IOWA'S BIGGEST STILL SEIZED IN CELLAR ON WEST SEVENTH STREET
Lace Curtains Hide Fact That House at 1030 West Seventh Street is Vacant and That Windows Are Covered with Card Board Until Neighbors Become Suspicious - Federal Men and Police Officers Seek for Owner.
Two of the biggest stills ever seized
by federal officers in the state of Iowa - one of them with a 100 gallon
capacity - were seized in a vacant but camouflaged residence at 1013 West
Seventh street late yesterday afternoon. As a result police and federal men are
searching the city for the supposed owner of the stills today.
One of the most ingenious bootlegging plants ever uncovered here was discovered when Prohibition Officer Muhs and Police Officer Pat Dietz and Detective Pete Kuehl broke into the Seventh street house yesterday.
Lace curtains on the windows had given them the impression that the place was used as a residence but on entering they found it bare and unoccupied. Cardboard tacked over the windows behind the lace curtains guarded the place from inquisitive eyes.
In the cellar the officers found the two huge stills. The house is extended into the side of a hollow so that the basement is built out of the ground. Here was set up the 100 gallon still believed to be the largest ever seized by federal men in Iowa and also a 75-gallon still.
It is said with this equipment it would be possible to turn out 175 gallons of hooch every 24 hours.
Some 40 gallons of hooch was found in eight five-gallon jugs and besides this there were 100 gallons of rye mash. In the back yard there were trenches in which the exhausted mash was buried.
Arrest an Accident.
Capture of this immense bootlegging plant was partly accidental.
Officers Kuehl, Muhs and Dietz were riding out on other business about 6:20 o'clock last night when they smelled the alcoholic odor coming from the residence at 1013 West Seventh street. Neighbors told them that no one had been seen to leave or enter the place in two months.
The officers went to the court of Justice of the Peace Merle F. Wells and secured the warrants under which they conducted the raid.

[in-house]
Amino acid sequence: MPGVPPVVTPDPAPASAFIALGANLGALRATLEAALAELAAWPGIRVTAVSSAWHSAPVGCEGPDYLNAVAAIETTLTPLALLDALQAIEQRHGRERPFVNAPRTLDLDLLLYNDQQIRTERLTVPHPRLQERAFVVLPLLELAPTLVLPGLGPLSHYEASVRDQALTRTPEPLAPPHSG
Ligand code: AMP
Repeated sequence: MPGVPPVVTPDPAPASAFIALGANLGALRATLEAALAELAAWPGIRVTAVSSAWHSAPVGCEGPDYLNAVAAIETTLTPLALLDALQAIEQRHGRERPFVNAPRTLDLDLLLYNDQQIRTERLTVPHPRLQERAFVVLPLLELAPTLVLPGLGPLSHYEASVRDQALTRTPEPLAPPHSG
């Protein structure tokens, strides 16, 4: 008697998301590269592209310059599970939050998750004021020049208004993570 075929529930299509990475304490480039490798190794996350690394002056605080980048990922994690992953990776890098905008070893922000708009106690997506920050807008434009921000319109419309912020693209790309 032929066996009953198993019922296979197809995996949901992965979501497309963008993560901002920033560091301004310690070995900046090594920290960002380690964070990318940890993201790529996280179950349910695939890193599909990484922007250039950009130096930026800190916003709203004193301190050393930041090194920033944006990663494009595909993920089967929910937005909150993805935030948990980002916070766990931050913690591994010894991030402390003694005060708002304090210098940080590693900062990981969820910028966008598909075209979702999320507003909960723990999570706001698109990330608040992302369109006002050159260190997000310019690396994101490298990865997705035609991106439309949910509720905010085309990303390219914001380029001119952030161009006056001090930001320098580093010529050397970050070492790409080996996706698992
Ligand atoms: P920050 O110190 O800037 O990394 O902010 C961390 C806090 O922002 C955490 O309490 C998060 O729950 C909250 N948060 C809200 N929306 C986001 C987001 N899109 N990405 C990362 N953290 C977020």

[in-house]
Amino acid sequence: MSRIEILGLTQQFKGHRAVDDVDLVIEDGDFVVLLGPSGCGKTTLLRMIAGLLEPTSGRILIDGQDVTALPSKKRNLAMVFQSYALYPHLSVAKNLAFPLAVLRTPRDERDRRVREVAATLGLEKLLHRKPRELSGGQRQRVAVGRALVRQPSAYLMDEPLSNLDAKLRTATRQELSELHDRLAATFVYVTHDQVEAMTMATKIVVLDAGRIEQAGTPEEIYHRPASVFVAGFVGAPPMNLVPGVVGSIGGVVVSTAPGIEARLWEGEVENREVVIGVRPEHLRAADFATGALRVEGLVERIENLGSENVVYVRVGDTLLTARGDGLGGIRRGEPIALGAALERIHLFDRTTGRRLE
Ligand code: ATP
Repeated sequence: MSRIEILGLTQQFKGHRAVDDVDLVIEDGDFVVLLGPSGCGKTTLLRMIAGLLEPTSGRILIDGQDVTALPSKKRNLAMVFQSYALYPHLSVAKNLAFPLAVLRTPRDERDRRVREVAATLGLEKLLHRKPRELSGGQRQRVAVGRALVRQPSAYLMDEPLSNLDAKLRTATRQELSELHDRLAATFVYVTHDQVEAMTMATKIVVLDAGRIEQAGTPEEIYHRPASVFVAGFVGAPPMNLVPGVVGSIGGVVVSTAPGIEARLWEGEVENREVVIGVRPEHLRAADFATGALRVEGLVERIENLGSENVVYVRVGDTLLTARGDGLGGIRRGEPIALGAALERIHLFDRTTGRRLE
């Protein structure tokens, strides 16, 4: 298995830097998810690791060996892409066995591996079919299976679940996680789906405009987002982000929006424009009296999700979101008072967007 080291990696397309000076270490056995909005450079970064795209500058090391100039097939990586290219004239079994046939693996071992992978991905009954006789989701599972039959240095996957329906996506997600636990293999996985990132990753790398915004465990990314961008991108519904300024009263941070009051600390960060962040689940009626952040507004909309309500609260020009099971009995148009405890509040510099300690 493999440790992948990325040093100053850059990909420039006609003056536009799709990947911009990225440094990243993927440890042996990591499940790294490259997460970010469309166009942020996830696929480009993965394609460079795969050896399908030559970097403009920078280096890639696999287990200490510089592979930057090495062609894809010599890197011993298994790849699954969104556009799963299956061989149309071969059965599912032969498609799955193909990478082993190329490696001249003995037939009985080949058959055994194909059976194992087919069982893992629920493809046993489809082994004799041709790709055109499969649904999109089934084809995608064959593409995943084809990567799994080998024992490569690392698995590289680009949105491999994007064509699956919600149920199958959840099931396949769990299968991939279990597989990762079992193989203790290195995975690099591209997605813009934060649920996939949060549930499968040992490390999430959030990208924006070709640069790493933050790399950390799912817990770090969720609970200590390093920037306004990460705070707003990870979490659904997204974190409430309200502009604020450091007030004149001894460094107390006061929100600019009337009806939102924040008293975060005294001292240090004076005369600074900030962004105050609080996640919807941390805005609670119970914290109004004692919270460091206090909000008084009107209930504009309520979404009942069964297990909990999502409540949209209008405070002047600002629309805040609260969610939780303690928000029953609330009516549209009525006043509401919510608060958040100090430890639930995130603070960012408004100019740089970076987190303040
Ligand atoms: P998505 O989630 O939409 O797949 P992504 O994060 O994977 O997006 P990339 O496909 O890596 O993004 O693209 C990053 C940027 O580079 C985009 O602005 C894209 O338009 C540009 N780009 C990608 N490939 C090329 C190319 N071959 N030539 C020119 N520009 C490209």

It was learned by police officials this morning that Roy Haskins is the owner of the place where the liquor was seized. He lives at 1320 Jersey Ridge Road. Haskins will be interrogated by the police. It is believed that he rented the place to another party.
Officer Dietz and Mr. Muhs were investigating circumstances of the still case late this afternoon, but had not yet succeeded in verifying the identity of the owner. The only clue to be discovered so far is the name of the man who rented the house. His gas bill amounted to $75 a month, investigation has revealed.
Sam Moore was reported to have ordered a gas meter put in the Seventh street residence and he is being sought by the police.
Davenport Democrat and Leader; Davenport, Scott, Iowa; June 24, 1923
KAISER GIVEN A CONTINUANCE IN LIQUOR CASE
Charged with Ownership of the Seventh Street "Mystery Still."
Arraigned before United States
Commissioner A.G. Bush as part owner of the stills found in the residence at
1013 West Seventh street, Edward L. Kaiser was given a continuance until next
Saturday. He was released on $500 temporary bonds furnished by S.A. Sergeant.
Attorneys Carl Lambach cross examined police officers to learn why they connected Kaiser with the stills seized. Harry "Jock" Manwaring was found to the federal grand jury on a similar charge in the same case.
Kaiser entered a plea of not guilty.
Submitted by C.J.L.
Iowa Old Press